When you are ready you can then buy the hardware, wire it up (which at first means just plug it in, usb, etc) and have at it, blink some leds, whatever. Same deal, zillions of platforms out there, ready to just plug in, sandboxes to play in so you dont get hurt, and then when the time is ready, climb out of the sand box and give it a try. if you take the simulator path first then that step should be a lot easier and with more confidence.

there are embedded .net systems so you could just transition over, but I would recommend learning C and a little assembly, those remain the foundation of embedded and will give you the most choices as you hop around platforms and learn.

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  • I will look into simulators and the likes. For some reason I really like Ada but that seems to not be used that often. Started learning C so will continue with that and learn some Assembly. – Ankou Jan 21 '14 at 13:13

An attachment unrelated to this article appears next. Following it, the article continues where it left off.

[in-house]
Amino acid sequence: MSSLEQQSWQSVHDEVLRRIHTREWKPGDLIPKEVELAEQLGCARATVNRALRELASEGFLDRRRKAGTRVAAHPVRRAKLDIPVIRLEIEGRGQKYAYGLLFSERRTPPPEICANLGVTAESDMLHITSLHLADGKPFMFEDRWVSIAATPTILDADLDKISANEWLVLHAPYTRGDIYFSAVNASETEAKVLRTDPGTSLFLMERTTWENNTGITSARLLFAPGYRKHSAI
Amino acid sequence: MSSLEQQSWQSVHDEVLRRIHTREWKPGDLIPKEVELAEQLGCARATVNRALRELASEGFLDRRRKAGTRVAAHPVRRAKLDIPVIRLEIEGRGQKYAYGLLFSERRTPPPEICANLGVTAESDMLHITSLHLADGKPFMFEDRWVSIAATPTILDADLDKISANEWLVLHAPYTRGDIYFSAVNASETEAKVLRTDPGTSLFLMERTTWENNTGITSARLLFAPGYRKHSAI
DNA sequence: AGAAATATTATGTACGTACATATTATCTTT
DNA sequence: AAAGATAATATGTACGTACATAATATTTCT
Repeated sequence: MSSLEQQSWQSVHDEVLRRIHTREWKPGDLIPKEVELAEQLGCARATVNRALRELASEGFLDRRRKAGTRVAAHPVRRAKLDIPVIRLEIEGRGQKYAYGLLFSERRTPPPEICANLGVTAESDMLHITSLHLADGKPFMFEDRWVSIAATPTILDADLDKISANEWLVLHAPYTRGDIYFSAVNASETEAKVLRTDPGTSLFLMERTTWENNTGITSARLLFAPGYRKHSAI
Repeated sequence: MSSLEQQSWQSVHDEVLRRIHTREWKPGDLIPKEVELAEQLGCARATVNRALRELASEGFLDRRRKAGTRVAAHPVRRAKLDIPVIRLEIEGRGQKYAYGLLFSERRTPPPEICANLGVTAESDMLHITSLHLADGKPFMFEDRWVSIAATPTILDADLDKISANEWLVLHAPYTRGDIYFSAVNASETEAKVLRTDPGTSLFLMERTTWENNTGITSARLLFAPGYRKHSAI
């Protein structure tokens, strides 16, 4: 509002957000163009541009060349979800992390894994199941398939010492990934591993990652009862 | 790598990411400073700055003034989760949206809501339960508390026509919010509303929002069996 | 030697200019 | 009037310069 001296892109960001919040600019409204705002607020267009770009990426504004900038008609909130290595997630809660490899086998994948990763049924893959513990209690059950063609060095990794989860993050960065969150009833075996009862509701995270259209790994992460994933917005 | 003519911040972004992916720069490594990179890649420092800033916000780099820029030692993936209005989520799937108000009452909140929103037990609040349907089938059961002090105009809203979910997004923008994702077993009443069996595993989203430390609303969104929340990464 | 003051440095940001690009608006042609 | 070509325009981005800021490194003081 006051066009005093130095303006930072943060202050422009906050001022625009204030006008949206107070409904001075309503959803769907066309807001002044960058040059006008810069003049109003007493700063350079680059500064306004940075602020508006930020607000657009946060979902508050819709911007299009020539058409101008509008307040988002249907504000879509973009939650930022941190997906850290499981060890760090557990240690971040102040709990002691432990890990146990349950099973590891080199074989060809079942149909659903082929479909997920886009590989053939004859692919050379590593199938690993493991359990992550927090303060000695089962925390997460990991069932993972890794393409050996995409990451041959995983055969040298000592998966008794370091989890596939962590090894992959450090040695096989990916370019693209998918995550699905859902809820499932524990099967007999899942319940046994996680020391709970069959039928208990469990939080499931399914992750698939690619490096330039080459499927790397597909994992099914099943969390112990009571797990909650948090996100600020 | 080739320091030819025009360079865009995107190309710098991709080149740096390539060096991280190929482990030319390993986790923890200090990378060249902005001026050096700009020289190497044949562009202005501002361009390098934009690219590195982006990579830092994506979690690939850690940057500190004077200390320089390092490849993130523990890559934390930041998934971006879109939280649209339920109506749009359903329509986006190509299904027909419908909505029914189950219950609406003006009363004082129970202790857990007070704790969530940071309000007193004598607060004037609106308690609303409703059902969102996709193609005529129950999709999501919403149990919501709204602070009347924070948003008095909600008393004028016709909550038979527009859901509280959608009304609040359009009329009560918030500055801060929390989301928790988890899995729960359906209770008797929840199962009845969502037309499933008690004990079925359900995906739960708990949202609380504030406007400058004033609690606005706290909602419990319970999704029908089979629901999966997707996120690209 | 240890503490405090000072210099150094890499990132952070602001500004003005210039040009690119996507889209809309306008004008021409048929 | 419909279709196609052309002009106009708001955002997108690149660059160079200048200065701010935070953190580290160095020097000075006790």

• well there is an ada front end into the gcc/gnu middle backend so you could in theory use ada, you still need to bootstrap it – old_timer Jan 21 '14 at 16:23

It depends on how low-level you want to go.
Of course going to a level where you solder together your own PC is to say the least; not very probable.
If you want to get to writing C and Assembler on customizable hardware, I'd suggest starting with RaspberryPi. In addition to it being fun you can use it together with some JavaLibs to get into the basics of hardware interfacing, RS232, and the like. After you're through with that you can exdand upon these things with a platform like arduino, that is closer to "real" C programming. After that you probably have a good base of knowledge to develop the way you want and make informed decisions.